Bad tasting Brussels sprouts is a thing of the past with this delicious recipe.
By Nancy Lopez-McHugh
I know there are many Brussels sprout hatters out there and this probably won’t be a popular post. Which is fine with me because I happen to love those cute miniature cabbages. Growing up in my Mexican home Brussels sprouts were nowhere to be found. I only heard of their existence from one of my friends. She would complain and try to hide out at my house when her mother put Brussels sprouts on the dinner menu. So I just figured they were another one of those weird foods Americans ate, like Sloppy Joes. Mind you that opinion was formed without ever having tried one, much less laying eyes on a single Brussels sprouts.
The first time I saw or tasted Brussels sprouts was at one of my in-law’s Thanksgiving dinner. My husband was surprised I had never eaten a Brussels sprout so he insisted I have a taste. Let me tell you, I was so very pleasantly surprised. They were roasted to perfection with walnuts and red onions, heavenly. From then on I often asked my hubby to make them for me. My husband prepares his Brussels sprouts different then those at my in-law’s and I love his just as much. He likes to boil them with very little water and lots of butter, and a few seasonings. Since learning to cook I continued to prepare them like my hubby taught me. Usually we just buy frozen for the convinience and fact that they are available year round. But the other day I found fresh, raw Brussels sprouts and I did a little happy dance.
I’ve been waiting to get my hands on fresh Brussels sprouts for a long time so you can imagine how excited I was to see them. Immediately I knew they would be roasted with a little oil and garlic. The almonds came to mind as a way of adding a little crunch and a bit more nutritional value to the side dish. So I kept it simple and below is what I did.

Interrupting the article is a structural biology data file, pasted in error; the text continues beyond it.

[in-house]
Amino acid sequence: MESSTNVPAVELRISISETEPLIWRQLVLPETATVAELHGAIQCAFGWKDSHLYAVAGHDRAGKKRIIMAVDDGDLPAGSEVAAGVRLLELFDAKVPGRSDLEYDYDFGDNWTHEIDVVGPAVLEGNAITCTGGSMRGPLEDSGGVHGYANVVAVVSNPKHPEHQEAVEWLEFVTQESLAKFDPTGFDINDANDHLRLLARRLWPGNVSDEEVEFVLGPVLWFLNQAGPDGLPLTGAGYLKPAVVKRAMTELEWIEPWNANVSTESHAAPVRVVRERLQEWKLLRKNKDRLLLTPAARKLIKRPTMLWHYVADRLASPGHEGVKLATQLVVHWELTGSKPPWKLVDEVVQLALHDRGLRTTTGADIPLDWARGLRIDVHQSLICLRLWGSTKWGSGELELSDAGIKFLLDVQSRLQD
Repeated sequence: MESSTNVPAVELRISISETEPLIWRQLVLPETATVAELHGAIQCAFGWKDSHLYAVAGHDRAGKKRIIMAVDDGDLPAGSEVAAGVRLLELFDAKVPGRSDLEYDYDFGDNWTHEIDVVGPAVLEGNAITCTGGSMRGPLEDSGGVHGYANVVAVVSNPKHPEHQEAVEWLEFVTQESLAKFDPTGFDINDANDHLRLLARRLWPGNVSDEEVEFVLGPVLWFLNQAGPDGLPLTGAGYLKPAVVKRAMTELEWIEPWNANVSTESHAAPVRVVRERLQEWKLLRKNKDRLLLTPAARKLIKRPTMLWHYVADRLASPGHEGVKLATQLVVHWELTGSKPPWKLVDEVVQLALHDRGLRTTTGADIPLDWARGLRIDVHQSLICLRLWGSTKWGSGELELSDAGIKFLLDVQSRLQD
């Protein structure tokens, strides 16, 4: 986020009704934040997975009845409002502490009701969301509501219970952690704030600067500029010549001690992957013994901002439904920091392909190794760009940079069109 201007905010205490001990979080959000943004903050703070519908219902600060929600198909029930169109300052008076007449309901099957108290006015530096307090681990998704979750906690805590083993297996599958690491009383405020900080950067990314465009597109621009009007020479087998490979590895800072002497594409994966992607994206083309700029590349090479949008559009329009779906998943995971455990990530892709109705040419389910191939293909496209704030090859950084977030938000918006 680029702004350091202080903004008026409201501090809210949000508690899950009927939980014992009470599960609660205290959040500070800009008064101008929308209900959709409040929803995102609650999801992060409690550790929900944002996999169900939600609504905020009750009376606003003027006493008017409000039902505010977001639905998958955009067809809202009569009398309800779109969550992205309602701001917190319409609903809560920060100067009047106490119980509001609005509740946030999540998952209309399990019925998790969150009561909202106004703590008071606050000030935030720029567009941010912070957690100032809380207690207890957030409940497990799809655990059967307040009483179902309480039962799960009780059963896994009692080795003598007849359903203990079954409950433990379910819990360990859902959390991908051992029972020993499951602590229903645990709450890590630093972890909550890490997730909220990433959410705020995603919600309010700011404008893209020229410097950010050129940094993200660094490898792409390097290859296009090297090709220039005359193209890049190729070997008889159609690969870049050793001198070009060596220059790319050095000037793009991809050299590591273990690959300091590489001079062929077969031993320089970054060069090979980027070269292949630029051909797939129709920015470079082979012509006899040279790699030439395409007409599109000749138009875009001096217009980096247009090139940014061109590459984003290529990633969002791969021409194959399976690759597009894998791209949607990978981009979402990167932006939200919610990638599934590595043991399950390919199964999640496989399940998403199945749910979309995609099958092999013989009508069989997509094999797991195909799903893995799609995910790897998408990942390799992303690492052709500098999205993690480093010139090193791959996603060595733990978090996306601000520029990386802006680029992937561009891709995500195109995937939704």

Many of you have probably asked yourselves, do Brussels sprouts come from Brussels? According to Wikipedia “many historian do not believe the plant originated there.” So then why are they named after a city in Europe which they do not come from you ask? What I read said that they were cultivated in ancient Roman times in modern day Italy and in the 1200s in Belgium. What we know today as a Brussels sprout was cultivated in Belgium during the late 1500s in mass quantities and apparently that is the reason behind the name.
Did you know that Brussels sprouts are quite nutritious? Well they are! They are a good source of fiber, loaded with vitamins k and c, can help lower cholesterol, antioxidant, anti-inflammatory, good for your heart, they are just really good for you okay? I know the Brussels sprout haters are saying if they are so good for you then why do they taste so bad? Well, I’ll tell you. It’s because you or whomever cooked them for you overcooks them. Apparently overcooking Brussels sprouts causes them to release an unpleasant sulfur smell giving them that bad taste. So don’t over cook them. But not just because of that smell but also because they loose their nutritional value. Since I’m guilty of overcooking Brussels sprouts I wont give you the best time to cook them but just know that the shorter the cooking time the best results you’ll have. So give Brussels sprouts another chance won’t you? Nod your head yes. Good foodie, now get in that kitchen.
- 500 gm or 1 lb. fresh raw, Brussels Sprouts
- 3 garlic cloves, minced
- 100 gm or 3.5 oz blanched almonds
- olive oil, about 1-2 tbsp - adjust to taste
- salt, to taste
- ground black pepper, to taste
- Preheat oven to 200c or 392f . Properly rinse the Brussels Sprouts, remove any damaged outer leaves. Cut off bottom stem, then cut in halves. In a large bowl gently toss the Brussels Sprout halves with the remaining ingredients. Making sure to evenly coat the Brussels Sprouts.
- Place in center of oven and roast until desired firmness. Please note that I roasted them for 20 minutes to our personal taste. But know that overcooking Brussels sprouts will cause them to release an unpleasant odor.